IT Continuity Planning (ITCP) involves measures to ensure that, as far as possible, IT systems, networks and associated infrastructure and processes supporting critical business processes remain in operation despite disasters. This includes aspects such as fault tolerant, resilient or high availability system/network designs and configurations, built-in redundancy and automated failover of the supporting IT systems, capacity and performance management etc.
• Recovery and Resumption Planningrelatesto recovering or resuming business and IT operationsfollowing incidentsand disasters, typically from alternative locations, using fallback equipment etc.:
Business Resumption Planning (BRP) involves planning to resume or restore critical and important business processes to something approaching normality following disasters or major incident that overwhelm the resilience capabilities noted above. This includes activities such as relocating employees to alternative office locations, manual fallback processing, temporary relaxation of divisions of responsibility and delegated authorities etc.;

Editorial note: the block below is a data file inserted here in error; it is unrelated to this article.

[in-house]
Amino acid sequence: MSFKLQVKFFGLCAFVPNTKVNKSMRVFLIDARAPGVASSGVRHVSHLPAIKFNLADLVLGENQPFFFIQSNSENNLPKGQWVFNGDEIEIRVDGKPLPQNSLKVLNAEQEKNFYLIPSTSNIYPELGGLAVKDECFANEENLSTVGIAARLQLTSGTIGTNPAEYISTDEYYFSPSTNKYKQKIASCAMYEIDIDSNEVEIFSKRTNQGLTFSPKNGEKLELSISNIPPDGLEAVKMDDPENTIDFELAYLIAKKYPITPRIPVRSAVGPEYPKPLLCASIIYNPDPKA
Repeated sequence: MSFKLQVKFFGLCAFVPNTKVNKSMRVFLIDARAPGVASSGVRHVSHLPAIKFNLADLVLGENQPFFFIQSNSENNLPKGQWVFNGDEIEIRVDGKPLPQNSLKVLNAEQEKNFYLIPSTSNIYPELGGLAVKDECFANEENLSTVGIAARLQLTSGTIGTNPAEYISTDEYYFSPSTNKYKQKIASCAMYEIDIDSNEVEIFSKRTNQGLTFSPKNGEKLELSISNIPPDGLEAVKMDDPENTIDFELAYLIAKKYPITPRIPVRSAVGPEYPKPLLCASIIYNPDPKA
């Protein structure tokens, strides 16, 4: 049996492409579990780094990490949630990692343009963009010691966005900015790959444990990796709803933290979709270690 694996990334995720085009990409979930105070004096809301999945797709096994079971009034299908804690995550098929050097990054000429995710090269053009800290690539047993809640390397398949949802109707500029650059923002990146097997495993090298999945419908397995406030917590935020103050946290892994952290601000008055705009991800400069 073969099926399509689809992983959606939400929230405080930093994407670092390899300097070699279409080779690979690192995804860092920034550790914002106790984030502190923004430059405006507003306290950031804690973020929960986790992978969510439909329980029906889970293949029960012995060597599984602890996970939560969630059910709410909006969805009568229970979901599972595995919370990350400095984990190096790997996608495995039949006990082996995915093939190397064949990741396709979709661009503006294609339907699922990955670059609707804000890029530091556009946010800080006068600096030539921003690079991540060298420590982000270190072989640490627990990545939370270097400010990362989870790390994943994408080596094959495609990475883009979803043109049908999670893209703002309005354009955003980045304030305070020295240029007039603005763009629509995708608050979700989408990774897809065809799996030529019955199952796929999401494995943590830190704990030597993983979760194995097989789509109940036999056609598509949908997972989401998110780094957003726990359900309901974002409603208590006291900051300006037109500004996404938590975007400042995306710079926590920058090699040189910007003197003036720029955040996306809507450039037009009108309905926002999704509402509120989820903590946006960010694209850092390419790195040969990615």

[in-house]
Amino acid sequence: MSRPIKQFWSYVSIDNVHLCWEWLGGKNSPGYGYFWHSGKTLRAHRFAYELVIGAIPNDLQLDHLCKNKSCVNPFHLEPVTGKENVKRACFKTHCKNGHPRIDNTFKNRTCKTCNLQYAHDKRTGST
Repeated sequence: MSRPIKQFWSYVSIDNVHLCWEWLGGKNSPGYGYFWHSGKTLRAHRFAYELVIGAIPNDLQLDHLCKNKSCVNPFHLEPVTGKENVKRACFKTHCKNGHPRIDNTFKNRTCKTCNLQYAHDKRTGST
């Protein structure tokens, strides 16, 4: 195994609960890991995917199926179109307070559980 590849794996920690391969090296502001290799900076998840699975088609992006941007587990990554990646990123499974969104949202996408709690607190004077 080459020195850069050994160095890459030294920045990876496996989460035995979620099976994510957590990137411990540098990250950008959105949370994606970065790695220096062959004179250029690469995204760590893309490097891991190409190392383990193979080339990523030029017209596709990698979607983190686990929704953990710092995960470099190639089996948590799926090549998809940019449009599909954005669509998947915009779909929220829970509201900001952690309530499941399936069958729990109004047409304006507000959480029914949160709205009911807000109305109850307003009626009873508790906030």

IT Disaster Recovery Planning (IT DRP) involves planning for the recovery of critical IT systems and services in a fallback situation following a disaster that overwhelms the resilience arrangements; examples include manually restoring IT systems and data on alternate/standby equipment from backups or archives, utilizing emergency communications facilities etc.
• Incident and Crisis Managementactivities are focused on managing incident and disaster scenarios “live”, as they occur:
Incident Management (IM) involves activities and processes designed to evaluate and respond to information security-related incidents of all sorts. Most IM activities are routinely exercised in the normal course of business, dealing with all manner of minor incidents. Best practice proactive IM processes incorporate ‘corporate learning’ through continuously updating the processes, systems and controls, and improving resilience and recovery activities in response to actual incidents and disasters plus near misses;
Crisis Management (CM) involvesemergency managementactivitiesassociated with the management of major incidents and crises, primarily relating to health and safety aspects. Key activities in the crisis phase typically inc...